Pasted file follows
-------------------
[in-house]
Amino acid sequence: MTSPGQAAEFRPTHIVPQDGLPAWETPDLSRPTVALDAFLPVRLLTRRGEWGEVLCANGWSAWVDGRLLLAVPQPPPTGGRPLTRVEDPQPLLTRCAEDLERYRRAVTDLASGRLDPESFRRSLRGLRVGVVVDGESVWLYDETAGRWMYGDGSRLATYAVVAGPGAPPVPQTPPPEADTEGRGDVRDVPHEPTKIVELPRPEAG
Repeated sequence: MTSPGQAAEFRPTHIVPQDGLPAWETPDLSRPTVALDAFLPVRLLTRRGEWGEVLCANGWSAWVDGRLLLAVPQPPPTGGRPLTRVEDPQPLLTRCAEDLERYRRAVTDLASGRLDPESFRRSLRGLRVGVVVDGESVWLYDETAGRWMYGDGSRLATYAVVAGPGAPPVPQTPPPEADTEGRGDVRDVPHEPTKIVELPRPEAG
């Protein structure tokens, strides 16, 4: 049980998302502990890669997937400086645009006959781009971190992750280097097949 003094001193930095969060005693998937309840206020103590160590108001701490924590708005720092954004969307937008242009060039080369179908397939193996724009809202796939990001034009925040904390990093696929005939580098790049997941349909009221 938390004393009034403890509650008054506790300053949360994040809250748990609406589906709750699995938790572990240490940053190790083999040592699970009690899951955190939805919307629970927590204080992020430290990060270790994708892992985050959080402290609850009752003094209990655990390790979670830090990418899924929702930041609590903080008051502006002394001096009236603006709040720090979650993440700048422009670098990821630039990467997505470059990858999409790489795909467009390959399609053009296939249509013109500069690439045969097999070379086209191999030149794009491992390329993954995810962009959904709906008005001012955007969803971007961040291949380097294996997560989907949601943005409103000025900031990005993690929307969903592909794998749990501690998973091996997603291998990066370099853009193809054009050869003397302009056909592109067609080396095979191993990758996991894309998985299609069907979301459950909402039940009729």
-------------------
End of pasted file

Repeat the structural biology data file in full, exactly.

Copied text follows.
[in-house]
Amino acid sequence: MTSPGQAAEFRPTHIVPQDGLPAWETPDLSRPTVALDAFLPVRLLTRRGEWGEVLCANGWSAWVDGRLLLAVPQPPPTGGRPLTRVEDPQPLLTRCAEDLERYRRAVTDLASGRLDPESFRRSLRGLRVGVVVDGESVWLYDETAGRWMYGDGSRLATYAVVAGPGAPPVPQTPPPEADTEGRGDVRDVPHEPTKIVELPRPEAG
Repeated sequence: MTSPGQAAEFRPTHIVPQDGLPAWETPDLSRPTVALDAFLPVRLLTRRGEWGEVLCANGWSAWVDGRLLLAVPQPPPTGGRPLTRVEDPQPLLTRCAEDLERYRRAVTDLASGRLDPESFRRSLRGLRVGVVVDGESVWLYDETAGRWMYGDGSRLATYAVVAGPGAPPVPQTPPPEADTEGRGDVRDVPHEPTKIVELPRPEAG
């Protein structure tokens, strides 16, 4: 049980998302502990890669997937400086645009006959781009971190992750280097097949 003094001193930095969060005693998937309840206020103590160590108001701490924590708005720092954004969307937008242009060039080369179908397939193996724009809202796939990001034009925040904390990093696929005939580098790049997941349909009221 938390004393009034403890509650008054506790300053949360994040809250748990609406589906709750699995938790572990240490940053190790083999040592699970009690899951955190939805919307629970927590204080992020430290990060270790994708892992985050959080402290609850009752003094209990655990390790979670830090990418899924929702930041609590903080008051502006002394001096009236603006709040720090979650993440700048422009670098990821630039990467997505470059990858999409790489795909467009390959399609053009296939249509013109500069690439045969097999070379086209191999030149794009491992390329993954995810962009959904709906008005001012955007969803971007961040291949380097294996997560989907949601943005409103000025900031990005993690929307969903592909794998749990501690998973091996997603291998990066370099853009193809054009050869003397302009056909592109067609080396095979191993990758996991894309998985299609069907979301459950909402039940009729």